The imperative is, “Sell more, keep your jobs!” They know that our limbic brains love sugar, fat, and salt, so they formulate products to deliver.

junk food marketing kidsKraft tried to lower salt, sugar, and fat—by about 10 percent. They put “fresh fruit” in, which was really canned mandarin oranges and pineapple slices with corn syrup and sugar.

What is sold on grocery store shelves is our own fault. We have mostly ourselves and our appetites, and the way we reward the junk-food industry, to blame. We buy $1 billion annually in Lunchables. Mothers want convenience, not effort. As one critic said, the most nutritious thing in a Lunchables is the napkin.

The article discusses how a former Frito Lay executive tried, in vain, to address the high salt, sugar, and fat in the products, and said, “I feel so sorry for the American public.” Part of this article also discusses how junk-food companies identify and target “heavy users” of their product, because analysis shows that selling MORE to the existing customer is easier than attracting new customers.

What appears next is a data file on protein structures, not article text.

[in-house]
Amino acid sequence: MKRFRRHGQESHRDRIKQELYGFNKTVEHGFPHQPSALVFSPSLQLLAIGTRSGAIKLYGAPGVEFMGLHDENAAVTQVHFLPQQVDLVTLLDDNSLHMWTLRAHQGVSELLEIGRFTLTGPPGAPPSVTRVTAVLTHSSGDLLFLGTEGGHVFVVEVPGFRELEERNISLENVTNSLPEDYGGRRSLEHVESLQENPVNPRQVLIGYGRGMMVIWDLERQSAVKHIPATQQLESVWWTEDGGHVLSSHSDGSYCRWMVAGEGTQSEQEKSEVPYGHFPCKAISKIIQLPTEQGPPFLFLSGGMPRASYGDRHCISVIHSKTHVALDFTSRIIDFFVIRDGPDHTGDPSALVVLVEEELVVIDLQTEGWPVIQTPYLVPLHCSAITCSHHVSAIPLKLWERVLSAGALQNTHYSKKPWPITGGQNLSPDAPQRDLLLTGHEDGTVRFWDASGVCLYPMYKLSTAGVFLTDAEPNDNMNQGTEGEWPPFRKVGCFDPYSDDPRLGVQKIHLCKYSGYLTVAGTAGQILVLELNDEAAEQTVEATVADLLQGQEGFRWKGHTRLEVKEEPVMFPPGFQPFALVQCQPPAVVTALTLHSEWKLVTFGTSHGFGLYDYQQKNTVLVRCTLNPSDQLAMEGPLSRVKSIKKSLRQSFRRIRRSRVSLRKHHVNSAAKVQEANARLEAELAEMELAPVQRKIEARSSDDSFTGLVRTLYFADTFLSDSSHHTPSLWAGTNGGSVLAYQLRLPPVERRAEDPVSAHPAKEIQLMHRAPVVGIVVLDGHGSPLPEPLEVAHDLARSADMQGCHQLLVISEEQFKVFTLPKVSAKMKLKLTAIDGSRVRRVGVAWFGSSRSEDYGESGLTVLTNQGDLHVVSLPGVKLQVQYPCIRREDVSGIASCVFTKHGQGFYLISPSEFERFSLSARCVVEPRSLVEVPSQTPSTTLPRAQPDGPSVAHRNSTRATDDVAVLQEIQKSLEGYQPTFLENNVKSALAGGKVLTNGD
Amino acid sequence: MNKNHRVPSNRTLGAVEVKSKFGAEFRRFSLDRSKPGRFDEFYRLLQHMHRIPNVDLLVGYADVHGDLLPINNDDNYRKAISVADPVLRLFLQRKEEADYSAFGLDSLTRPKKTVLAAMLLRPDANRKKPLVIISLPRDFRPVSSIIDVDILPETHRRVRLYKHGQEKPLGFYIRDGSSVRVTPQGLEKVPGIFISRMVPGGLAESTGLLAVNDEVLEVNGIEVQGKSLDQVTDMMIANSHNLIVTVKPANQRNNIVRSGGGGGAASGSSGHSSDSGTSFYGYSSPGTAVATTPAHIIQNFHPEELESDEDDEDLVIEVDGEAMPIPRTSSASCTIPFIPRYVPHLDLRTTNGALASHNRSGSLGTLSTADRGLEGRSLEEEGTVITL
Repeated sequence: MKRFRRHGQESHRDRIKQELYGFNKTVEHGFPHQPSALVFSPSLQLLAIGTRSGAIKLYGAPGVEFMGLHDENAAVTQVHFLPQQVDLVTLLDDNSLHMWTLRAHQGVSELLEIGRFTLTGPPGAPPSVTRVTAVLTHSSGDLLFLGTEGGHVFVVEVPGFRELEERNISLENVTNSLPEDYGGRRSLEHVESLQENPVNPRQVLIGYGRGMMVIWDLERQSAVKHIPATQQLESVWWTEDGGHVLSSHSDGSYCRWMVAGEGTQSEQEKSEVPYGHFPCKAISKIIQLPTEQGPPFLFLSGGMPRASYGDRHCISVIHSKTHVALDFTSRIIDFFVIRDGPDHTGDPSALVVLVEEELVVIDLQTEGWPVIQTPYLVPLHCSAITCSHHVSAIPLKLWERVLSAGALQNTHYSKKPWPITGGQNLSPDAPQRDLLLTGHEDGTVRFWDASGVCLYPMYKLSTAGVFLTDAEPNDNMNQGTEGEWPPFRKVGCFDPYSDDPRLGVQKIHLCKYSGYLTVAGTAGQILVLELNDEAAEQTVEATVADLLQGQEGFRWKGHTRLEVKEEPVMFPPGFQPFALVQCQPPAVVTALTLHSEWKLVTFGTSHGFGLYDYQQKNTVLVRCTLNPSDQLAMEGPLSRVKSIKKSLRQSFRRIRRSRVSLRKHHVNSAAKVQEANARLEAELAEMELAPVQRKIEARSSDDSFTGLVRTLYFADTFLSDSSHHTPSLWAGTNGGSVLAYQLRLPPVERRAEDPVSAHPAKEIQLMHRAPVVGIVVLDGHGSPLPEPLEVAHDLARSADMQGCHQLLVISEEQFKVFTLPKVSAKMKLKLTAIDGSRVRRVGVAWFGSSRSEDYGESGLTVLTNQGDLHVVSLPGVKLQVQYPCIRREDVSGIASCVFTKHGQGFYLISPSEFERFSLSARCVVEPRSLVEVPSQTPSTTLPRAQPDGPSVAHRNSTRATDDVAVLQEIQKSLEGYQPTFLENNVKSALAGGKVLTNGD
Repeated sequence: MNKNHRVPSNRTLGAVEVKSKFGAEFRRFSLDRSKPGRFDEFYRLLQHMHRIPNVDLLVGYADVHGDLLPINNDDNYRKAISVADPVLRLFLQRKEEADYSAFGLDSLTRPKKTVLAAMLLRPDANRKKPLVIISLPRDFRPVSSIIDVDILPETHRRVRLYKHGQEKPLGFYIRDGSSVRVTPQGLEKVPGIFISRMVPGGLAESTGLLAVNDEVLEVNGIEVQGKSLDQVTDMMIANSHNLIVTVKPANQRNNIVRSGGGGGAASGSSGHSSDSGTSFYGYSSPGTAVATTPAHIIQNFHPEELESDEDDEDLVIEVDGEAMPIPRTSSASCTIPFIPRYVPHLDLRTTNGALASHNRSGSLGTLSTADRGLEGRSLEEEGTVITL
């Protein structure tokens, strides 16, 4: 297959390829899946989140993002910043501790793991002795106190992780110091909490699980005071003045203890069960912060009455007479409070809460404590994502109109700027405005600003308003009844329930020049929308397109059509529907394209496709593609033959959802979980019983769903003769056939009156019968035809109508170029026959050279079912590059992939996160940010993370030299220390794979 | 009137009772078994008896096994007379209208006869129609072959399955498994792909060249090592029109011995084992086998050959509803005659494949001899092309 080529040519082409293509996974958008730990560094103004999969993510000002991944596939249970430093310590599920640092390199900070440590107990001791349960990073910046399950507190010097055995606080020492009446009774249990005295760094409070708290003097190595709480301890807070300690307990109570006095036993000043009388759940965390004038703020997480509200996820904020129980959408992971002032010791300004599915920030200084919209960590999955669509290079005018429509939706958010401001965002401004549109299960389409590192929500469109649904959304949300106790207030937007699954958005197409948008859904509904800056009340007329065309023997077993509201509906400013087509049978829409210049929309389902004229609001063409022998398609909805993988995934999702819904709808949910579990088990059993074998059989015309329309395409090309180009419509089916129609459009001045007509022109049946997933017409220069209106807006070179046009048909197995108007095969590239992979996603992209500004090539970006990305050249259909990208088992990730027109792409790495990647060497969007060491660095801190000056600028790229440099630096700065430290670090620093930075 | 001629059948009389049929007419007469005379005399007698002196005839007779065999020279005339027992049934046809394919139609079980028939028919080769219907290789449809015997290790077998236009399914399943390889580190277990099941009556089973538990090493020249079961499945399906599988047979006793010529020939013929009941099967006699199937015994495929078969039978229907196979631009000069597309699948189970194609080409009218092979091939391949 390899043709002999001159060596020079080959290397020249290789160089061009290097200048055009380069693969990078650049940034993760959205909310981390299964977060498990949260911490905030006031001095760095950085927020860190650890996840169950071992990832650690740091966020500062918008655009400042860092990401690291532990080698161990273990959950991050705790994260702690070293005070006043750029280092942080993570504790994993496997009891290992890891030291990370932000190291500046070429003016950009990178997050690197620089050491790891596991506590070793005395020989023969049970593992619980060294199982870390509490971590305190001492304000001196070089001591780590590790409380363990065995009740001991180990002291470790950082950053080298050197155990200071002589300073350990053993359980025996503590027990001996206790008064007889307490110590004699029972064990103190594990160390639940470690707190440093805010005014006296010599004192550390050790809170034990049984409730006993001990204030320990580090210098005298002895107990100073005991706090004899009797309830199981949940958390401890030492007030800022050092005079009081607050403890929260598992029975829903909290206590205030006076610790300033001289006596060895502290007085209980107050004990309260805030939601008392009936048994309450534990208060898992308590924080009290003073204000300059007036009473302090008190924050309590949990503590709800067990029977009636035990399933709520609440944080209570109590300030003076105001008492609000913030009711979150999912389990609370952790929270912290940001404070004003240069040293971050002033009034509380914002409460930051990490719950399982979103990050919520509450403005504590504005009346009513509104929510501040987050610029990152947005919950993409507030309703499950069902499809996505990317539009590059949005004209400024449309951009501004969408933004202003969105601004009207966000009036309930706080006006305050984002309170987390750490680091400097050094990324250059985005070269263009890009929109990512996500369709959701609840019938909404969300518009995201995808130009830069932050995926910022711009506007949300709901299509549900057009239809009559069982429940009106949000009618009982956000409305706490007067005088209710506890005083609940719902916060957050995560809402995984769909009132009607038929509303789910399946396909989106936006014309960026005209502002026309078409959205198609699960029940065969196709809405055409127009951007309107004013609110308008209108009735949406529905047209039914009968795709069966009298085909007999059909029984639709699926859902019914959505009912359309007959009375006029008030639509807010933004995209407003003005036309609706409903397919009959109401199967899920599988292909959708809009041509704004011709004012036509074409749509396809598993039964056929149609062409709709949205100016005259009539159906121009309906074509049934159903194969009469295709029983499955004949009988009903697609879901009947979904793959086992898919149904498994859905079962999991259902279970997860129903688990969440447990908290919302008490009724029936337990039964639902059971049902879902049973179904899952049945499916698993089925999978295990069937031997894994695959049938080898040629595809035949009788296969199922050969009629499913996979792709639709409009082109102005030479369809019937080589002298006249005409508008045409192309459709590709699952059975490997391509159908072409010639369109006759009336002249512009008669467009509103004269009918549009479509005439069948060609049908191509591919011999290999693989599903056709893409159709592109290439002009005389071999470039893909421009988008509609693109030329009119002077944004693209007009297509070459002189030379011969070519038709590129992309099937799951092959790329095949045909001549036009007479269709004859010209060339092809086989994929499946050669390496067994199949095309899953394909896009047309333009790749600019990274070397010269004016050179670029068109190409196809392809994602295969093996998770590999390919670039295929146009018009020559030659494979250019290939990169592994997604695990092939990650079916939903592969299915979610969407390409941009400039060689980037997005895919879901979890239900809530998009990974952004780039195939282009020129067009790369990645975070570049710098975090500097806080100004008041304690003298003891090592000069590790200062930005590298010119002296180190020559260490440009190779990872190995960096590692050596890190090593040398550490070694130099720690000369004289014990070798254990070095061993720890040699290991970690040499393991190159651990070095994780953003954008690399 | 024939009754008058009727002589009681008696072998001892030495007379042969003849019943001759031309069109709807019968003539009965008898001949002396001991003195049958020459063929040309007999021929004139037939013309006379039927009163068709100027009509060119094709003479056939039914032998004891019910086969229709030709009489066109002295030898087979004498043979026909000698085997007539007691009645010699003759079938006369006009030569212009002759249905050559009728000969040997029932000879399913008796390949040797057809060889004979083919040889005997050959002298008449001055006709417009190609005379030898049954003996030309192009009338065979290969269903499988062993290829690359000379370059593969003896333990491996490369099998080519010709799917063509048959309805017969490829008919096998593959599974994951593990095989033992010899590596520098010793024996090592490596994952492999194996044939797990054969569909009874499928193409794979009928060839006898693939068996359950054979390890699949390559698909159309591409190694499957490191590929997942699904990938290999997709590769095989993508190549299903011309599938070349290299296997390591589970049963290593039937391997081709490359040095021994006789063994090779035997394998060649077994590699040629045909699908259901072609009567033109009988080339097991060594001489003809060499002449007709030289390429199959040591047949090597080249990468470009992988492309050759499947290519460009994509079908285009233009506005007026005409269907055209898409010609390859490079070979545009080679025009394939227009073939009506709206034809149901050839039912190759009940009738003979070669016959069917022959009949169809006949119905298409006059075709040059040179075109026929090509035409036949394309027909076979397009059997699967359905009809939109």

cocacola south americaA Coca-Cola marketing employee named Todd Putnam  (1997 to 2001), said Coke’s marketing efforts boiled down to one question: “How can we drive more ounces into more bodies more often?” Coke’s response, for the journalist, was that their strategy has changed, because now they focus a lot on zero-calorie sodas. (Wow. That’s noble.)

Jeffrey Dunn directed half of Coca-Cola’s $20 billion in sales as North/South America’s President and COO. Their strategy was to aggressively market in poor and vulnerable areas of the U.S., where people drink twice as much Coke. New Orleans, for example.